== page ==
If You Liked the First One, You'll Probably Enjoy 'A Quiet Place Part II'

It's more of the same, but that doesn't mean it's no fun.

a quiet place part 2
Paramount Pictures

It came as no surprise when 2018's runaway horror sci-fi hit A Quiet Place almost immediately got a sequel order. Fun, scary, and exciting, it was a welcome respite from the endless surge of reboots and remakes and blockbuster properties based on other properties; a lean, unique original story from a well-liked actor proving himself to be just as capable as an actor-director. With A Quiet Place Part II, director John Krasinski (mostly behind the camera this time following his character's demise in the first film) fleshes out the universe the first movie built, an enterprise that's just as rewarding and fun as the first time around when it's not overly focused on trying to set up the next one. 

After an opening prologue that shows us how the very beginning of the alien invasion interrupting their Little League baseball game, we catch up to the Abbott family minutes after the conclusion of the first movie (more on that later), as mother Evelyn (Emily Blunt) and her kids pack as much as they can before abandoning the farmhouse they have hidden in for that past year. Yes, the infamous "WEAKNESS" whiteboard makes a cameo as they go from room to room sifting through all their essential items. With an amplifier and the cochlear implant belonging to Regan (Millicent Simmonds, who remains the best part about this series) that they've fashioned into a weapon against the sound-sensitive alien invaders, they set off into the mountains toward what they believe to be another settlement, carrying their weapons and the soundproof box for their newborn baby with them. When they get to their destination on the map, they find Emmett (Cillian Murphy), a former friend from their small town who is now mourning the loss of his own family, reluctant to involve himself with the Abbotts in any way.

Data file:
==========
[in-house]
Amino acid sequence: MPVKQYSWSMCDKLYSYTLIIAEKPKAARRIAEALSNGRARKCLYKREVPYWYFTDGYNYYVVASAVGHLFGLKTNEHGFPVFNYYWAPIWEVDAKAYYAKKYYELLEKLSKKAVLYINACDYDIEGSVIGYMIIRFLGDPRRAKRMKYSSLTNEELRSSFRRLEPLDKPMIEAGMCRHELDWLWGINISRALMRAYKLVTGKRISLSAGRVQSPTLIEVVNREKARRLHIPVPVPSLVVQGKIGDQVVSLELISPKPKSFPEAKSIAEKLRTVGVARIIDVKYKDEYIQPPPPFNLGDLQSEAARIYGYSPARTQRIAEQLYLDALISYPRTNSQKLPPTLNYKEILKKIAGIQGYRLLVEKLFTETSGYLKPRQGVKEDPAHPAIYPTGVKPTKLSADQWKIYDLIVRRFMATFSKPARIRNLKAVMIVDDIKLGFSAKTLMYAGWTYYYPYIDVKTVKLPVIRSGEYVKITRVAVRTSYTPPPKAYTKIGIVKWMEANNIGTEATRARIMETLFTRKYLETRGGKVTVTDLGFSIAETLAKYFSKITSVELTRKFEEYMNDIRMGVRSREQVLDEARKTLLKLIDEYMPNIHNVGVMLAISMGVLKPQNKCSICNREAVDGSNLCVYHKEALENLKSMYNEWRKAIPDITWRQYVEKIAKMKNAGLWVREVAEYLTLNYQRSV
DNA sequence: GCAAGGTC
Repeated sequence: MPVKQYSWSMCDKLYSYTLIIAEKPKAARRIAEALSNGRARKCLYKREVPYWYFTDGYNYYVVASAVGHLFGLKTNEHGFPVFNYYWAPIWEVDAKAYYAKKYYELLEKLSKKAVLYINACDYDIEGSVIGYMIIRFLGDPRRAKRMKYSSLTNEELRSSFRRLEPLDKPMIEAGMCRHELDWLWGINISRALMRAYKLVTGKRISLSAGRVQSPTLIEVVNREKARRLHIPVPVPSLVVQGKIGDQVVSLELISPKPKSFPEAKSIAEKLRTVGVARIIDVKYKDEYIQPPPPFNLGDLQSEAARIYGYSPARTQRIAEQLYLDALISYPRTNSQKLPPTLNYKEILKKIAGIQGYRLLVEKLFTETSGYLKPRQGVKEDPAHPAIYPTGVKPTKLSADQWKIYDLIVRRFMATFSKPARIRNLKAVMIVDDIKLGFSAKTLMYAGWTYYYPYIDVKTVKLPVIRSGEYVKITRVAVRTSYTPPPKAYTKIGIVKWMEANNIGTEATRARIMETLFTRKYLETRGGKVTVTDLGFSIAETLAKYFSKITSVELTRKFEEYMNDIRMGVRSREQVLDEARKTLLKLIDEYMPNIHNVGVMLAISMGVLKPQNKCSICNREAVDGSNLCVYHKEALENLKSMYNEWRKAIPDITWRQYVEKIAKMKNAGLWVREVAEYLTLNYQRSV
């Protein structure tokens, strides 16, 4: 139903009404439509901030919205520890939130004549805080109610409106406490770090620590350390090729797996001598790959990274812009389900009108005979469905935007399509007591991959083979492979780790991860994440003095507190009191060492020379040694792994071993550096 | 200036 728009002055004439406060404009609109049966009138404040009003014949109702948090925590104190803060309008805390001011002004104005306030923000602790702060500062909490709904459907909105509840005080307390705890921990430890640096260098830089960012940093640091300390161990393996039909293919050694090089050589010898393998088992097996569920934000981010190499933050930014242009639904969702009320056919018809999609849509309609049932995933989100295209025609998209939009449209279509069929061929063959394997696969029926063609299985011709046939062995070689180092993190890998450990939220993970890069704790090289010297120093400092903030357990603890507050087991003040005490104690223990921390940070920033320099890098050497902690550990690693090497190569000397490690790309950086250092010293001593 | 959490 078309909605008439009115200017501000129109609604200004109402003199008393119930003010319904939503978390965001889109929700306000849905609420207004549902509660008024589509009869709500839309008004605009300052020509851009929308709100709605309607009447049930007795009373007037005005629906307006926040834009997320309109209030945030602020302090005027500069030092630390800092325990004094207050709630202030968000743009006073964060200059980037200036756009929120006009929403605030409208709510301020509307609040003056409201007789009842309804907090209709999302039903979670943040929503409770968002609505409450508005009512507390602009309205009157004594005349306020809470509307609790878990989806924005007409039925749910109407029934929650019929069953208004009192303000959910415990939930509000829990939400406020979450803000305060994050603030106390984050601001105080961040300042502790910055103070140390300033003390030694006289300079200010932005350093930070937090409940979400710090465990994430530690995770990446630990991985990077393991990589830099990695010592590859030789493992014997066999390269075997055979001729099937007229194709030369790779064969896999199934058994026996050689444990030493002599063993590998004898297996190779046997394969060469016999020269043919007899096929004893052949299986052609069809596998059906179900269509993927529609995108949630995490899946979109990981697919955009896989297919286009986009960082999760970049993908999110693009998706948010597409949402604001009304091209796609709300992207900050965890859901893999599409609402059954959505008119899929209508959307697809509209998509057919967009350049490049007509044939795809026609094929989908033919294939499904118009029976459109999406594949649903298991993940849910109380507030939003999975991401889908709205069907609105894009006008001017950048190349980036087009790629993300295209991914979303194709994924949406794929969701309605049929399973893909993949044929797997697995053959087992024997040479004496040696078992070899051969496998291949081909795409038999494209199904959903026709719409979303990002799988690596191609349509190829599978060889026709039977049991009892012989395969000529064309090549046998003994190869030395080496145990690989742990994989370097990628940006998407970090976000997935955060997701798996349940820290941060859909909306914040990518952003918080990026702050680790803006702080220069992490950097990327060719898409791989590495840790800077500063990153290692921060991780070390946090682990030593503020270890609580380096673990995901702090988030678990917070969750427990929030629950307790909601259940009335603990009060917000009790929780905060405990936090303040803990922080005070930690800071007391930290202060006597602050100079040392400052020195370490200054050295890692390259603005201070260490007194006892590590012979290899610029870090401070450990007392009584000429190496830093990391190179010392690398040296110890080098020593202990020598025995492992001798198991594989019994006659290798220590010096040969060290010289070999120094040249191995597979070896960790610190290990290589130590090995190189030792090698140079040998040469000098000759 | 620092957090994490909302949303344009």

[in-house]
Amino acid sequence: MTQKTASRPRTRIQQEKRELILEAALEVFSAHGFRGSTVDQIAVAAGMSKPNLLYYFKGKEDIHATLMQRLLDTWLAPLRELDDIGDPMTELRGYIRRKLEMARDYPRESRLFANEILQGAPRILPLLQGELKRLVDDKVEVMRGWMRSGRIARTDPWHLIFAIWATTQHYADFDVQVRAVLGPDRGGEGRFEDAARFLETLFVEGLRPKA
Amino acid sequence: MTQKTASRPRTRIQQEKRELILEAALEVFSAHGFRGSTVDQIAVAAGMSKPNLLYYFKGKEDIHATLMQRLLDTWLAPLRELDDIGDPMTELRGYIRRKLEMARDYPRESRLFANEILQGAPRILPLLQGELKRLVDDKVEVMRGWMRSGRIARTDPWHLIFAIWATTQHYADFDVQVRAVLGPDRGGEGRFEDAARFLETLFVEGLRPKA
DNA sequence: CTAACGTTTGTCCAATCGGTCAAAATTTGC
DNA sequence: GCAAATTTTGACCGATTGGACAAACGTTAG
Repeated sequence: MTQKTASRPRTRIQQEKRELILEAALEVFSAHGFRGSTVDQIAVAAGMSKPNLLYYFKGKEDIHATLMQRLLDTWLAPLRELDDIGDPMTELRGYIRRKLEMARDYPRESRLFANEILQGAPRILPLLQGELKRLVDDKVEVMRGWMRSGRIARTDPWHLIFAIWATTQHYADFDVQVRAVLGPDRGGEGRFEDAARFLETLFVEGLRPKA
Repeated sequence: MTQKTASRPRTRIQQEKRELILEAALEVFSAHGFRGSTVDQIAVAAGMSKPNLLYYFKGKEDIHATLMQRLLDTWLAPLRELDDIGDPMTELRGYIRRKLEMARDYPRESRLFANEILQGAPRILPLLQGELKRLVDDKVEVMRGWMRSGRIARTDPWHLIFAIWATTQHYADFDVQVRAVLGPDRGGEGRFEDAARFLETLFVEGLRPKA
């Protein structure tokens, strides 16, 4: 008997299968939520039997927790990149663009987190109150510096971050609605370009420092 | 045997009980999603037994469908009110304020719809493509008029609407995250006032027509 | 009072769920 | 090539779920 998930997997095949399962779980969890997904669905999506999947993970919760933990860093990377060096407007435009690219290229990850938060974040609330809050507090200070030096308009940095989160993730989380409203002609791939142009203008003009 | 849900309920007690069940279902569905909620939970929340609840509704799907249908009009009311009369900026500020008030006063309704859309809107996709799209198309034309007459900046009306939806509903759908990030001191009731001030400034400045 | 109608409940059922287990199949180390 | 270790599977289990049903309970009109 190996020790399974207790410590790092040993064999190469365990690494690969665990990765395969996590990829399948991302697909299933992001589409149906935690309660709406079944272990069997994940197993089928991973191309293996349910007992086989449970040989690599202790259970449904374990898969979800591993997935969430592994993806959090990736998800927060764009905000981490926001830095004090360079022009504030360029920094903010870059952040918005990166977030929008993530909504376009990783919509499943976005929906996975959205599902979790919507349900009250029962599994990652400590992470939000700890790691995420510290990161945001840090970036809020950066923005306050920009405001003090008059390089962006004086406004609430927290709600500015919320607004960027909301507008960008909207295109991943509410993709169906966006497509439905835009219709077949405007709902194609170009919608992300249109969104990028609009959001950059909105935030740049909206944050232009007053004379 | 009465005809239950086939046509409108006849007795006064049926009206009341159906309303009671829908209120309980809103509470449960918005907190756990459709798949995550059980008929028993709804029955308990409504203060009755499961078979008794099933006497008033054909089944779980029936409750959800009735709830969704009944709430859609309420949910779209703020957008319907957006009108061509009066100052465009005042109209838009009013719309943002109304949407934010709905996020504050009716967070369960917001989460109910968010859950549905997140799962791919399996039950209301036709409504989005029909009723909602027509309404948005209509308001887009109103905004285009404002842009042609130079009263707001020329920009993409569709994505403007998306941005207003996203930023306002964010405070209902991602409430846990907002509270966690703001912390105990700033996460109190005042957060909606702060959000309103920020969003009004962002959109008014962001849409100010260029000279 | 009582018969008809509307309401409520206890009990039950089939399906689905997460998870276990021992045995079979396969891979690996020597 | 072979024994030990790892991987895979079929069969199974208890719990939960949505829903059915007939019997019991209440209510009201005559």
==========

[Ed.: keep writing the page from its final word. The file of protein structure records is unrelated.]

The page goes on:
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The movie splits its cast into two groups, sending Regan and Emmett off to search for signs of civilization, while Evelyn waits behind with the baby and her son Marcus (Noah Jupe), staying as quiet as possible to avoid the attention of the sound-sensitive aliens that hunt them. The split allows for a number of parallel scenes of white-knuckle suspense, with Evelyn navigating the ruins of the town's pharmacy while Emmett and Regan tangle with sadistic wild men, all the while careful not to attract the attention of anything that can hear them. There's more of a Walking Dead sense to this movie, with many conversations about "people worth saving" and encounters with communities outside this one small family focusing more on the humans, now that we've become familiar with the aliens. Regan and Emmett, in particular, share the bulk of the most emotionally affecting scenes, and both Simmonds and Murphy are riveting to watch. Still, the excitement always comes when it's man versus sound-sensitive screeching spider of doom, making many of the action sequences seem overly familiar. 

Perhaps the only really bothersome thing this movie does is awkwardly ditch the superb, killer final moments of its predecessor: Emily Blunt locking eyes with Millicent Simmonds and determinedly cocking a shotgun after blowing the head of an alien to pieces, ready, for real this time, to fight back against the pack of creatures seen on the CCTV monitors rushing towards the house. Part II either forgets that great moment ever happened, or we're supposed to figure that this movie picks up after an action scene that we simply just missed. It was a good ending, one that teases the possibility of more while giving the audience enough information to figure out for themselves where this story is going next without needing to sit through another one. Fun and exciting as A Quiet Place Part II is, it can't shake the notion that the now-series has been cinematic universe'd, the whole purpose of this one simply to lead to the next, and the next, and the next, every "ending" reduced to a jumping off point for something more. It feels a tiny bit like cheating, or like a whiteboard set up in the center of every shot that can't help but give away its own plot. 

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Emma Stefansky is a staff entertainment writer at Thrillist. Follow her on Twitter @stefabsky.